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Please correct the composition below so it sounds natural.

Admitting honestly that you don't know simply means that you shouldn't go ahead without thinking about what you really don't understand.

If it sounds natural as itself, then that's fine.
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Hello Taka

It's an interesting construction, but a little opaque. And I'm not sure how "admitting something" can mean that you "shouldn't do something else".

Is the intended sense: "it's better to admit your ignorance, than to rush into something you don't understand"?

MrP
Comments  
I would omit honestly, since if one falsely "admits" something, he or she is pretending, not admitting it.
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Hi Taka,

Admitting honestly that you don't know simply means that you shouldn't go ahead without thinking about what you really don't understand.

It consists of a lot of busy thoughts piled into one sentence. It's a bit hard to understand on one reading because of the three negatives. As previously noted, 'admitting honestly' seems a bit redundant.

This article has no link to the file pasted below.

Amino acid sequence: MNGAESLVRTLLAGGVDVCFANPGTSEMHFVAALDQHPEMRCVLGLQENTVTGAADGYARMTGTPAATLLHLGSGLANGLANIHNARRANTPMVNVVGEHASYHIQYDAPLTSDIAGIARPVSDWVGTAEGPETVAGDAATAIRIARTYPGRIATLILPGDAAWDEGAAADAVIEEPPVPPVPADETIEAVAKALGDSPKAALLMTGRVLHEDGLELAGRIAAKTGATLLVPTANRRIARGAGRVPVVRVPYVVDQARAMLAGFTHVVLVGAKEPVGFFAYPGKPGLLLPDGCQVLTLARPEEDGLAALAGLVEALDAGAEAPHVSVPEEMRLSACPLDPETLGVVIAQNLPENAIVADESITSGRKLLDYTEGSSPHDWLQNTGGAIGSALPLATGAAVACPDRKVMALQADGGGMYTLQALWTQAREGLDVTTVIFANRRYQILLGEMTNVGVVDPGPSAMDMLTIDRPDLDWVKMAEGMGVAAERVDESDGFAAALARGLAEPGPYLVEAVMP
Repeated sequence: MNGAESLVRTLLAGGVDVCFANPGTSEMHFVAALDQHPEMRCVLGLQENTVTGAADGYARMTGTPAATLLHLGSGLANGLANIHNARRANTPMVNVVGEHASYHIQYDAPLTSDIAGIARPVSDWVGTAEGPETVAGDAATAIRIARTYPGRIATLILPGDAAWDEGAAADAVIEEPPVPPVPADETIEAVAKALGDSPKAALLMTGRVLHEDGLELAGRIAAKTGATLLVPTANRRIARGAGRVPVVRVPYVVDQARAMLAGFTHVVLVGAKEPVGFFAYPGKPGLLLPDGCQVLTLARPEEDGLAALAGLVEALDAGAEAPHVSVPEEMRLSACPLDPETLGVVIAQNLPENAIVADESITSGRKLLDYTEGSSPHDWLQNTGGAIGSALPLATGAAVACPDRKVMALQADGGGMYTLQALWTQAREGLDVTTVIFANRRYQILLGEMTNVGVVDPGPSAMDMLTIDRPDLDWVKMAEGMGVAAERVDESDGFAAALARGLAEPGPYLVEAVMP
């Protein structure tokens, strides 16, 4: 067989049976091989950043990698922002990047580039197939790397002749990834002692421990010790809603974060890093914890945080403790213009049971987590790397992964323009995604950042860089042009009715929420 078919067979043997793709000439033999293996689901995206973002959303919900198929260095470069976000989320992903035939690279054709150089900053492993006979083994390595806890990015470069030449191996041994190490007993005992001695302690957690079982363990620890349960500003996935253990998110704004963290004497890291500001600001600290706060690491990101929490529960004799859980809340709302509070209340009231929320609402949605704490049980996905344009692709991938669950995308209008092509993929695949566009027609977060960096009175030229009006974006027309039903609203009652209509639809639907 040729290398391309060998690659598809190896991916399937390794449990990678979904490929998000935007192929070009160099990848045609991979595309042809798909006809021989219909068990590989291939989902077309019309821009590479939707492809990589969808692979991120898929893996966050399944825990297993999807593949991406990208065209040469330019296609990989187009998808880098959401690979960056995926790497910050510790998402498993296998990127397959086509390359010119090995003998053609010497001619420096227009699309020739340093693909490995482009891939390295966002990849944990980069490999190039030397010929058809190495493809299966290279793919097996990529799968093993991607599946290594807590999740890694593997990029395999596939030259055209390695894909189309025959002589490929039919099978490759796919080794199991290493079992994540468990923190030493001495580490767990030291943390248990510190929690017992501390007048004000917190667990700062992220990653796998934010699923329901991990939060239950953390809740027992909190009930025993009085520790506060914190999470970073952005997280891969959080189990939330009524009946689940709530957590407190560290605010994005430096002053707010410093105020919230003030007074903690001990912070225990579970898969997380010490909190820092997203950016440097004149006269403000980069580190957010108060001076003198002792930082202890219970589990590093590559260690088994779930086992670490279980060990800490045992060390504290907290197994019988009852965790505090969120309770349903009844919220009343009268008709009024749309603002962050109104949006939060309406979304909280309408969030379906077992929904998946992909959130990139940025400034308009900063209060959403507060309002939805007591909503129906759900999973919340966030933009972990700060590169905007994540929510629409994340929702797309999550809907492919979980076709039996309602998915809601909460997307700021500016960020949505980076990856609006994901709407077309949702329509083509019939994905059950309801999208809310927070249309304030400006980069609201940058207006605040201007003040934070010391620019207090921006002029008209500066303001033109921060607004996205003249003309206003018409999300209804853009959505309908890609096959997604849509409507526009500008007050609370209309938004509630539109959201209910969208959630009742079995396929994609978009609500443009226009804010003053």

In other words, I think it sounds perfectly natural!

Best wishes, Clive
 MrPedantic's reply was promoted to an answer.
MrPedanticIs the intended sense: "it's better to admit your ignorance, than to rush into something you don't understand"?

Yes. That is the intended sense. I just tried to translate faithfully the sentence originally written in Japanese so my students understand the conversion.

If I didn't have to worry about my students, I would translate it more simply, like:

Knowing what you know and what you don't. That's what intellectual honesty is all about.

Anyway, thank you, everyone!
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